Hungarian Jewish leader slams ‘poisonous’ anti-Soros campaign
Chief of staff for Hungary’s PM Orban defends ads, says posters about immigration, not Jewish billionaire’s ethnicity
BUDAPEST, Hungary — The head of Hungary’s largest Jewish organization says a “poisonous” poster campaign by the government that targets US billionaire George Soros is stoking anti-Semitic sentiments and urged its immediate scrapping.
The posters show a large image of the Hungarian-born Jewish emigre Soros laughing, alongside the text: “Let’s not let Soros laugh last,” a reference to an accusation by the government that the 86-year-old is behind pressure to force Hungary to let in migrants.
Since the posters appeared in public spaces nationwide last Friday, local media has reported several incidents of anti-Semitic graffiti daubed on them.
“These poisonous messages harm the whole of Hungary,” said Andras Heisler, head of the Federation of Hungarian Jewish Communities (Mazsihisz), in a letter to Prime Minister Viktor Orban published on the group’s website Thursday.
“We ask you and your government to take action to stop the campaign immediately and remove the posters from our streets and squares,” he said.
Orban has regularly accused Soros, 86, of orchestrating flows of migrants to Europe by financially backing pro-immigration and pro-refugee civil groups.
The government also says groups supported by Soros interfere in Hungary’s domestic affairs and ultimately aim to topple the hardline Orban.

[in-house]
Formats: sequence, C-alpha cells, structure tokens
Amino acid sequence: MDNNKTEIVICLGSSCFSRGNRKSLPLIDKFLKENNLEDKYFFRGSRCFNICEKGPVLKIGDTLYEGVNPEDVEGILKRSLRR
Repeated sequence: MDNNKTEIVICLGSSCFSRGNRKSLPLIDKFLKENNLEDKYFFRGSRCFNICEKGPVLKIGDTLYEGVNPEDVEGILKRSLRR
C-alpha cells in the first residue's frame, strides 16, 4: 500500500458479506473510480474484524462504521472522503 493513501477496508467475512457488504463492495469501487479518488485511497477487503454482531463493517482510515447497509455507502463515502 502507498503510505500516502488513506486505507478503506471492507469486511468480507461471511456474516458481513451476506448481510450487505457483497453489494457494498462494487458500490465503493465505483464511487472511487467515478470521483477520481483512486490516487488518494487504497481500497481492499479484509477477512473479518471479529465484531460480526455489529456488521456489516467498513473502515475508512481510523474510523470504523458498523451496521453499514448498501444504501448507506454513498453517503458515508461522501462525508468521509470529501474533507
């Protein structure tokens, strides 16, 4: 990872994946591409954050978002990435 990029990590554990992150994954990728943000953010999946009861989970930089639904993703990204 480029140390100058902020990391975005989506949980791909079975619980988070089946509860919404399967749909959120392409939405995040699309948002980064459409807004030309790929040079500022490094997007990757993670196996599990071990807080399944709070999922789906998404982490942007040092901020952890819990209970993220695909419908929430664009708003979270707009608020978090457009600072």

The graffiti “harks back to dark periods in Hungarian history,” according to Heisler whose organization represents Hungary’s 100,000-strong Jewish community.
“This campaign is not openly anti-Semitic, but it is quite capable of giving rise to uncontrolled sentiments including anti-Semitic ones,” said Heisler.
“As our elected leaders you have a historic responsibility to stop hatred getting stronger in our homeland, and not to turn Hungarians against each other,” he said.
The latest campaign is the fourth nationwide media blitz by the government this year that attacks Brussels or Soros for allegedly pressuring Hungary to take in migrants.
Laws passed by parliament this year have also been widely seen as aimed at non-governmental organisations supported by Soros, and the Central European University, a Soros-founded institution in Budapest.
A senior government official said later Friday that the campaign is “not about Soros’s background or identity.”
“It calls attention to the danger represented by Soros in the immigration issue,” Orban’s chief of staff Janos Lazar told a press briefing.
Remarks by Orban last month praising Hungary’s wartime leader and Hitler ally Miklos Horthy have also sparked controversy.
In response to a request by Israel’s envoy in Budapest for clarification, Hungarian foreign minister Peter Szijjarto said Hungary has “zero tolerance” for anti-Semitism.
The rows come shortly before Prime Minister Benjamin Netanyahu’s visit to Hungary July 18, the first ever by an Israeli premier.